September is the Finest month here at The Junior Junkie. I’m going to be posting about the legendary first four Topps Finest sets in the timeline culminating with the original bastard of 90’s super-premium, the 1993 set. There will be many adjectives, much Chromium, and refractors refractors refractors.
This is one of my favorite Finest designs in the history of the brand, but there’s a caveat here I cannot ignore. It’s possible that I’m too personally involved with this set to make an objective determination.
Some of you can relate to this: if you were still growing up when the movie Hook came out (Robin Williams, Dustin Hoffman, RufiOOOOOO – you know the one), you know for a fact that is an awesome movie. But is it? No. It’s actually pretty painful to sit through (the imaginary food scene gets a pass, but everything else is objectively cheeseball). It does NOT hold up, but many of us think it does because we saw it when we didn’t know any better. That may very well be the case with ’95 Finest.
I’m allowing for the possibility that it’s overdesigned and poorly printed and garish or whatever. Someone who has been collecting for a while and is seeing it or the first time might be trusted more to decide if it’s good or not. I cannot be trusted. I think it’s fantastic.
The design is noticeably more modern and refined than either of its predecessors. The ’93 and ‘94 Griffey Finest cards had rainbow elements that were totally abandoned across the base set in ’95 in favor of a textured green field complete with pinstripes and a stately silver baseball diamond. They must have really liked this design, too, because they also did away with the dual subsets from both previous years.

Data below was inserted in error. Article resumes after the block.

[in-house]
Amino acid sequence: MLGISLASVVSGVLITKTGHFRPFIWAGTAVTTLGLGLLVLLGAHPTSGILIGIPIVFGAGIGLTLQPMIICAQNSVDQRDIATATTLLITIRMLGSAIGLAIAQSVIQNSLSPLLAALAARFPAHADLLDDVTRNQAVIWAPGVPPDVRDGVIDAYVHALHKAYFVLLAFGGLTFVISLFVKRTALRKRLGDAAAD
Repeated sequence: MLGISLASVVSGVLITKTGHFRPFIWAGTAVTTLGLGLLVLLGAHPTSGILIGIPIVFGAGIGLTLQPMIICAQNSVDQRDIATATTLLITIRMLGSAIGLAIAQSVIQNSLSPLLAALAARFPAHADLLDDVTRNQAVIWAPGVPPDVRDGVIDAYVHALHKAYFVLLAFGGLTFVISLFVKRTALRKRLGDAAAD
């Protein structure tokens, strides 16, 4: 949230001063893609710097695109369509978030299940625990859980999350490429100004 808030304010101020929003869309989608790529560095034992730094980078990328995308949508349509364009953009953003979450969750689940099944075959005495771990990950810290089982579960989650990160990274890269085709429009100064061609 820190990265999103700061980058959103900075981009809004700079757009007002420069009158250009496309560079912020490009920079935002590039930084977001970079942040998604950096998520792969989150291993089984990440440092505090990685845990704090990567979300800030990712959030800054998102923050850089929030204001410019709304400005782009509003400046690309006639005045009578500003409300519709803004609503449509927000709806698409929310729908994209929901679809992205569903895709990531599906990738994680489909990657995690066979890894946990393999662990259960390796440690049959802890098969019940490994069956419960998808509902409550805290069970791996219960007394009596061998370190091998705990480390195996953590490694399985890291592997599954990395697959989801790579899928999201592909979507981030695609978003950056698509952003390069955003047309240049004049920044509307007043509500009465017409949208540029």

Maybe it’s because they wanted to make horizontal cards:
The modern font in the nameplate is certainly unique but not the most legible. I distinctly remember having to look a little harder than usual to figure out whose card I was looking at.
This would be the last set to sport a big “Finest” across the top of each base card (which is something I would miss), but for the first time Finest cards came with protective film thus beginning the great peel vs. no-peel debate that rages to this day. This particular set is especially sensitive to off-center printing, so expect premiums for good copies.
The regular cards feature blue backdrops where the rookies had what looks like a wall of flame.
This was the state of the art in my collecting heyday. I even had the opportunity to bust a box of series 2 (update). My refractor was Bill Pulsipher (yaaaay.). Lord knows where that thing is now.
On to the Griffeys:
|1995 Finest #118|
Some guy wrote an article recently about who had the sweetest swing in baseball history, and I honestly think the guy was trolling the whole damn world with that article because he gave the top spot to NOT GRIFFEY. I will not be linking to said article here because I do not want this man to get any more clicks (or rage clicks if you’re like me). Instead I will simply show this card and give that nameless author a big ol’ raspberry.